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The Greenville times. [volume] (Greenville, Miss.) 1868-1917, December 06, 1902, Image 4

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1 3 Printing fnd Publishing Cora'y.
f''f D Mala Sk Opposite PoatolHoe.
uinWlaa Telephone 260
'. ted at tbe Poatoffle at Green
..u, Misxtmlpiii, a Secood-CUa
Mali Mailer.
I. T. Crosby. Business W&'r.
SATURDAY, DEC. 1, 1002.
Rate of Subecrlptloa
f m,pih woo
t,,S MONTHS, cMk 1 (
' Advertlelug Kate
Per InrJi.l time v 58
ftr Inch, 4 Urn t
TxntU per In. a forearh additional
Oiwlnea, oerrear 15 00
-o Inelt, pn jreur ... 10 00
filTWllKhee J It Ml
J our loetea in ni
. Inch
t ue lack 4" 00
Lee coluwa Tt uu
A lata U tar1e eolan.n wid- and 01 lech
do mm or about tillne.
FHeeemi par Una for all obituaa.r or vlei?
tme-fourth cent cer word auch Insertion for
aoueinf entertainment., donation., antipera.
eociaib eajriain. rrBi which ai U n-alic-ail.
be the (riceeaj for u?i.te, etiur.-h, publte
or other benefit.
Ail ekarttable aotire tie.
Aa aMiat, notlrr will I cheerfully (Iran
Vhea priauaf for the mimU dona at Una oAee
The president s message is a
little tiresome to read. It has a
pot on everything tint Mississip
j lana.
"Ok iing me a aong of the Sun- J
1"VYboae iricture
will be wanted
next for ine Mississippi Hall of
The King's Daughters will on
' December the 18th. issue the Daily
j Democrat. It will be edited and
, managed by the ladies of the cir
j cle and all the money from adver
tising and sale of papers will go to
- the Home building fund. We
wish the noble ladies a great suc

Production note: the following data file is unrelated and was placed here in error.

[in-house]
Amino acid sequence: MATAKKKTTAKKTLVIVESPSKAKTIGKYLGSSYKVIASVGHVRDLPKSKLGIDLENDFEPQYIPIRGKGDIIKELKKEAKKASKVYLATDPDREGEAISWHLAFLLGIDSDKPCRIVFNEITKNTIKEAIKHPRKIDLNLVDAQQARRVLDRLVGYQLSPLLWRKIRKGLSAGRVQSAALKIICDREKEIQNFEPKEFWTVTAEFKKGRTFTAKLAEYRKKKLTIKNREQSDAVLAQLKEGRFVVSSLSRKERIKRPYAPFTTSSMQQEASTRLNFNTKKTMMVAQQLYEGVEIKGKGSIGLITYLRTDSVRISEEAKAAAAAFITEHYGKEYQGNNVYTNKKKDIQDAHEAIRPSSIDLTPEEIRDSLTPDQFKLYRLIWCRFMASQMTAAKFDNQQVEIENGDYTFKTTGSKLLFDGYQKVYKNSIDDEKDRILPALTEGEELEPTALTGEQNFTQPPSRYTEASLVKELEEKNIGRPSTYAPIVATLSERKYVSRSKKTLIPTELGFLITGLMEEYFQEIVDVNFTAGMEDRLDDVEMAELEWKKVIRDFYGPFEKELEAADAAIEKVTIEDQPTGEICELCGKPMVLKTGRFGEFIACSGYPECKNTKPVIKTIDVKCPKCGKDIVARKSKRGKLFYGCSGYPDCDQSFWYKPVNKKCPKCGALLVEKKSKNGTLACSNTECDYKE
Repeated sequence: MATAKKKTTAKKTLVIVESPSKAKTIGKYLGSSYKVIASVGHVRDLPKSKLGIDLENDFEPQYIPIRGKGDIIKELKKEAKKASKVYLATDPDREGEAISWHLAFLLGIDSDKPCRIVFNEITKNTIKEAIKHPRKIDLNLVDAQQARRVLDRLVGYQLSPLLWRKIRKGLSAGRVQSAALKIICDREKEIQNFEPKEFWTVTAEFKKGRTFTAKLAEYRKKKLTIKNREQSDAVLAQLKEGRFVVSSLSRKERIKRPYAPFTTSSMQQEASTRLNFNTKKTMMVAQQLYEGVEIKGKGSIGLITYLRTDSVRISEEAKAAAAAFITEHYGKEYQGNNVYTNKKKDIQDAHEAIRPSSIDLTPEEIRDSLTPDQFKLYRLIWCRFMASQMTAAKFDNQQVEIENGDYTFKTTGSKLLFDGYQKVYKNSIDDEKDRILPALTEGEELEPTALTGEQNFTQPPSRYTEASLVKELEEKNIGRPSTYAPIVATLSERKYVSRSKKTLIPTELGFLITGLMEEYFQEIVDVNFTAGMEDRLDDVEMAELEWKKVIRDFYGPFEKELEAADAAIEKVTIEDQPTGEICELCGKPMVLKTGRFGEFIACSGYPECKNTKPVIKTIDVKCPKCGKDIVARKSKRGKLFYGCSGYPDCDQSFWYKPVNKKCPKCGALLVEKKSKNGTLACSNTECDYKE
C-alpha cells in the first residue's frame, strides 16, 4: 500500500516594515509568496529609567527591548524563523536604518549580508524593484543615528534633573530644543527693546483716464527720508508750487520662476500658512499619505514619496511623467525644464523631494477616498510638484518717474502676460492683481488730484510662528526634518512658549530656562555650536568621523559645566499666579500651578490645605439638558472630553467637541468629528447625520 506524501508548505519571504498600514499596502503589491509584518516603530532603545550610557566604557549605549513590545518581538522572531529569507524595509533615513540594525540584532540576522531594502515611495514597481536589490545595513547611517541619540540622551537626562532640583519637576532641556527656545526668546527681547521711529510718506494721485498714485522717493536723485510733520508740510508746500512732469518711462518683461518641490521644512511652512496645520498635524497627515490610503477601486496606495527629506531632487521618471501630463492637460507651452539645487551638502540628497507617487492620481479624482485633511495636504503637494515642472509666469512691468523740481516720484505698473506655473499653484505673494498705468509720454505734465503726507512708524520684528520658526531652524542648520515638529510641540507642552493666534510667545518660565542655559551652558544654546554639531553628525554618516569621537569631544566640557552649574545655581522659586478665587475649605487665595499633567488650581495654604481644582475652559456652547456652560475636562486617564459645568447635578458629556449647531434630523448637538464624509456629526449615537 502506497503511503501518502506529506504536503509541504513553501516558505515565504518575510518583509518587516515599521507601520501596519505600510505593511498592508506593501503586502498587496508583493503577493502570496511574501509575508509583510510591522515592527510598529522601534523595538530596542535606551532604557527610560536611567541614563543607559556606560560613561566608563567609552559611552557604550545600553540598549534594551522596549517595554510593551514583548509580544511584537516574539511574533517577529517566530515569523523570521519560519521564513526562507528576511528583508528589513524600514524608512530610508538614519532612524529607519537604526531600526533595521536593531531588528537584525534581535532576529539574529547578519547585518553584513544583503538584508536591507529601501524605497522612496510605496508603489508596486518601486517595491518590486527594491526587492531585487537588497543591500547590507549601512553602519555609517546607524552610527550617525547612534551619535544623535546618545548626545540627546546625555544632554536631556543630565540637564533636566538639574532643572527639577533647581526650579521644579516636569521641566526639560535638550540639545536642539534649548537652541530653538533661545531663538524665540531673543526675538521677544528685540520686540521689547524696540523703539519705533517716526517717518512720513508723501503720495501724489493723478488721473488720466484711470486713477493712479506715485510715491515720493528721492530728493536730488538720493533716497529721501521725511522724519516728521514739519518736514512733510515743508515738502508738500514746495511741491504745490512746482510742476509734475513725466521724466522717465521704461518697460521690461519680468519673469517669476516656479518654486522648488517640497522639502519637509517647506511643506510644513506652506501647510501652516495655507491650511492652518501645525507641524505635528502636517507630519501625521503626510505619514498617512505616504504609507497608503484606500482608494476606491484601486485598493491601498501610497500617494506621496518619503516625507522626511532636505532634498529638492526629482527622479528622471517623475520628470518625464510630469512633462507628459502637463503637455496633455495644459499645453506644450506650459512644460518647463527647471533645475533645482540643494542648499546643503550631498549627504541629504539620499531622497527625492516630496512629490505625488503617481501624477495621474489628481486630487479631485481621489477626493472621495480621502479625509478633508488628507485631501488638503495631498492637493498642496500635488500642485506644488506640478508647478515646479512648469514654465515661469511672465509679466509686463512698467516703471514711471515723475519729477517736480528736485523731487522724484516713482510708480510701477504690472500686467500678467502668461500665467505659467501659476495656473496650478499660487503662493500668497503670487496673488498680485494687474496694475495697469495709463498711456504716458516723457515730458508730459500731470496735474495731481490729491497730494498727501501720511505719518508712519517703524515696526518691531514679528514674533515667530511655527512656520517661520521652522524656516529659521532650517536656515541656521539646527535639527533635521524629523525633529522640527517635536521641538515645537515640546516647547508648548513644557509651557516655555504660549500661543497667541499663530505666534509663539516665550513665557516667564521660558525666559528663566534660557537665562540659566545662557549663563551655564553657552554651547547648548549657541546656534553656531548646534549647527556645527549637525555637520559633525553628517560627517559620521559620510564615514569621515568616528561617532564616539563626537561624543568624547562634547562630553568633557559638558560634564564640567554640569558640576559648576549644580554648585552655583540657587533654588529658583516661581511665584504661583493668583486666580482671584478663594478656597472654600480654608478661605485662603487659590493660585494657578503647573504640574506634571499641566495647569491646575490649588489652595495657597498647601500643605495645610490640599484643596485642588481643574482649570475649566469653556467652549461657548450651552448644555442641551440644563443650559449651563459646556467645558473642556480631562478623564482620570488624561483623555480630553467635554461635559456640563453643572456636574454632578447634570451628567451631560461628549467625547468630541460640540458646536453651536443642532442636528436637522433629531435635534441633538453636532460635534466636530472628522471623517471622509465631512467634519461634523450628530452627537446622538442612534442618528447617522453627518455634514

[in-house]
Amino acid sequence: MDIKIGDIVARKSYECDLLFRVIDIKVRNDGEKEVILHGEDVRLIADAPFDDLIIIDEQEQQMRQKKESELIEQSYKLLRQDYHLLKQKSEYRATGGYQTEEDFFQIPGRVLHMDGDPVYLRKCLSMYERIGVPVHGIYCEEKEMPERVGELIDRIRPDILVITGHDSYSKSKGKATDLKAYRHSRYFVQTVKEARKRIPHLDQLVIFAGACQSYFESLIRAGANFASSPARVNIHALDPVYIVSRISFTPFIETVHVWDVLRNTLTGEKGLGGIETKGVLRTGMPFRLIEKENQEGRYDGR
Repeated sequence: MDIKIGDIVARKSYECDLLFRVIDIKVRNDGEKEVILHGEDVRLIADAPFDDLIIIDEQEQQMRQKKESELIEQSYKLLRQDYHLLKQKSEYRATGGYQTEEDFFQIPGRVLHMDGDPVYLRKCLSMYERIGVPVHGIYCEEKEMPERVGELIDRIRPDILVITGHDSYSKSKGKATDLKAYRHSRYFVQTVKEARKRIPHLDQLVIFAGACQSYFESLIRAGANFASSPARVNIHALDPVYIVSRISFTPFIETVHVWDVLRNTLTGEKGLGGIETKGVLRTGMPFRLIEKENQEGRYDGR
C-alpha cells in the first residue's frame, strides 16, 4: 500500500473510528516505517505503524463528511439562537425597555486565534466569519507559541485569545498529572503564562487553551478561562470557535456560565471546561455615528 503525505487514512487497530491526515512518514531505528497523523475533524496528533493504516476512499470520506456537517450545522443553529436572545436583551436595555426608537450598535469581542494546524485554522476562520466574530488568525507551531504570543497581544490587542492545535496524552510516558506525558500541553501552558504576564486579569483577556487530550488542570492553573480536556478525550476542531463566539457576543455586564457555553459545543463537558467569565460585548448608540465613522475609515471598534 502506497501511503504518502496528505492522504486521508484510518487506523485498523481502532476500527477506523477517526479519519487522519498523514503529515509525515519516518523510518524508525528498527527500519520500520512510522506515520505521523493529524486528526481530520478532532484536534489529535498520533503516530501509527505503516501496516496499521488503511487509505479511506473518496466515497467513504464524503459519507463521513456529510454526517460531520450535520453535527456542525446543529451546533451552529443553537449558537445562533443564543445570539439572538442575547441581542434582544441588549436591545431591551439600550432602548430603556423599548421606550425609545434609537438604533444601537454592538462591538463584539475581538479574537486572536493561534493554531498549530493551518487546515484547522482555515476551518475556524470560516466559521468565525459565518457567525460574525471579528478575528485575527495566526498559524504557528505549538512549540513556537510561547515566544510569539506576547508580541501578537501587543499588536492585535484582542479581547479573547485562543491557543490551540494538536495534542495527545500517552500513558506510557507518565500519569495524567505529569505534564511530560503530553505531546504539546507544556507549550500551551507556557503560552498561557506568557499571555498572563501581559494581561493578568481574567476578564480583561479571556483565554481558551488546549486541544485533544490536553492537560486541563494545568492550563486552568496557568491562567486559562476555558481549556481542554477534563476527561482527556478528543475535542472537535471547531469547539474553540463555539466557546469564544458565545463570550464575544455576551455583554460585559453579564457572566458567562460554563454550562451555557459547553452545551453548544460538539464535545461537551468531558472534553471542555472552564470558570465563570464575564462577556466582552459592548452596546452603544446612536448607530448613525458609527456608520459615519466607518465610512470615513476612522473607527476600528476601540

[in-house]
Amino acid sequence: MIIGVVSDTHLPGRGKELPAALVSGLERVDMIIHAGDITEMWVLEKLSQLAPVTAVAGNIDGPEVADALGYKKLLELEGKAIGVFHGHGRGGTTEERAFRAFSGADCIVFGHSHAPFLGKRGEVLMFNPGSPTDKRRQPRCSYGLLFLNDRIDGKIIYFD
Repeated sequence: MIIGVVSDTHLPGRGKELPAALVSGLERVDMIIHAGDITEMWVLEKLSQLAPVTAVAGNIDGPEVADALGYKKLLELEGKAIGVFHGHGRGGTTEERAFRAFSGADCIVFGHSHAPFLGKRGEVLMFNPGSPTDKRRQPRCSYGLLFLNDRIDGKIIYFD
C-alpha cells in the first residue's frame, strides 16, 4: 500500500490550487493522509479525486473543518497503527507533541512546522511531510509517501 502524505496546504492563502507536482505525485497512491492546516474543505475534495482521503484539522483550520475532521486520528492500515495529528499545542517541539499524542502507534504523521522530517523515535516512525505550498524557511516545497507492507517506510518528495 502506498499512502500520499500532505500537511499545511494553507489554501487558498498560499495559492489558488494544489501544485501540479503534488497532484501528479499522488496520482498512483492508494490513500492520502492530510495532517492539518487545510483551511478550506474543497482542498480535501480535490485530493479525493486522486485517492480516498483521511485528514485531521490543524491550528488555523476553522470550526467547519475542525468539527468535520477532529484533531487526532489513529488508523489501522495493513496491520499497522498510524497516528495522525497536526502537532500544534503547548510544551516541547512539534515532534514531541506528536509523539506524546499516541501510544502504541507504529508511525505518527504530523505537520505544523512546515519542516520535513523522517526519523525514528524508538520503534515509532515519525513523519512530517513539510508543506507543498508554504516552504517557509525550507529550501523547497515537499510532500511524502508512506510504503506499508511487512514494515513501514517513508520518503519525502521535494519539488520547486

cess in their journalistic enterprise.
The Times is two dollars a
------ . .. - ;i
oui rjeisues saving you me amount,
where you trade in a year by
watching its advertising columns,
it gives you all the news. This
: issue is but the starting of what i
. expects to be during the coming
' year. Subscribe now.
Greenville needs a street, ran-
roHti to rm-x. m uic cmuc
The ilttle line between the two de-
ts has served a good punKre but
n uay la i. id
the prosrressive city it aim to
serve. We believe three or four
miles of road run on the thickly
established streets, busines or
residence, will pay and pay hands
Bjmely. Before another season
the new baseball park should have
a road running to its gate for the
convenience of all who wish to at
tend. If Natchez and Viksburg
can have such lines Greenville
surely can, and we believe will, in
side of the next six months.
Detntclted bits of human skill
live two to ten days.
: The Czar of Russia has established
a ten hour working day.
Pingpong licenses have been grant-
el to nine publicans at Huddersneld,
Kearly two-thirds of the Simpson
tunnel. -which will be twelve miles
joug, are now completed.
. The Pope's poems of 113 pages are
sold In Italy at twopence a copy.
The first was written in 1822, when
lie was a boy of twelve.
Tabloids containing spirituous
Honors are now being offered for
a lie by an enterprising Berlin drug-
jrist.-' ; '
Some large ants have built a nest
f wuty-one feet in circumference and
two feet high at Bracknell, England.
A German medical journal reports
the case of a man who was attacked
l'.y hay fever in winter because he had
cGltivated hyacinths in his room.
' is
-a,,. tl ,,, .,,,.,,,.,,, ,. .n,,.,-, . , I , L lg8, , , IH. , ,1,1, , ., ,,,
HmVc tlfiQOrSfl Pnfffln ffllJl Select is Qaal-
lmn mniin if "Phninn nf Inn fllnldn "
ivJUa tPtf U
and fine
I a.aaaiiaiaaaiaaaiiaiaillBaaaiaa ana.
t J